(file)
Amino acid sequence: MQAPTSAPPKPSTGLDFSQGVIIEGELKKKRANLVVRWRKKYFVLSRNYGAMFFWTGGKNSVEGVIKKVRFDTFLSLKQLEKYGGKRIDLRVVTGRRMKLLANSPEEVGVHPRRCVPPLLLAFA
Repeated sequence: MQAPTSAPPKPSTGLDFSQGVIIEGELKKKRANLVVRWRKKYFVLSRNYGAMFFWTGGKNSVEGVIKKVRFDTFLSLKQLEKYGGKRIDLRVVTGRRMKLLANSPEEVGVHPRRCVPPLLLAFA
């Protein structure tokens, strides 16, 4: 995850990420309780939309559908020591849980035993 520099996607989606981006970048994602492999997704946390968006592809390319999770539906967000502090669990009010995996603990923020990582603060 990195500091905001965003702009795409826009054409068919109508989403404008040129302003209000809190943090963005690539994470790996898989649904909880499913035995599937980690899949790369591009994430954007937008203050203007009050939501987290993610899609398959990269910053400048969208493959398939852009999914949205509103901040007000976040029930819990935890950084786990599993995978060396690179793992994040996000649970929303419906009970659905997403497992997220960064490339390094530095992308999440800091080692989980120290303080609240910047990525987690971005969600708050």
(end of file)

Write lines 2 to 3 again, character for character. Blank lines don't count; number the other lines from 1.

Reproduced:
Repeated sequence: MQAPTSAPPKPSTGLDFSQGVIIEGELKKKRANLVVRWRKKYFVLSRNYGAMFFWTGGKNSVEGVIKKVRFDTFLSLKQLEKYGGKRIDLRVVTGRRMKLLANSPEEVGVHPRRCVPPLLLAFA
């Protein structure tokens, strides 16, 4: 995850990420309780939309559908020591849980035993 520099996607989606981006970048994602492999997704946390968006592809390319999770539906967000502090669990009010995996603990923020990582603060 990195500091905001965003702009795409826009054409068919109508989403404008040129302003209000809190943090963005690539994470790996898989649904909880499913035995599937980690899949790369591009994430954007937008203050203007009050939501987290993610899609398959990269910053400048969208493959398939852009999914949205509103901040007000976040029930819990935890950084786990599993995978060396690179793992994040996000649970929303419906009970659905997403497992997220960064490339390094530095992308999440800091080692989980120290303080609240910047990525987690971005969600708050």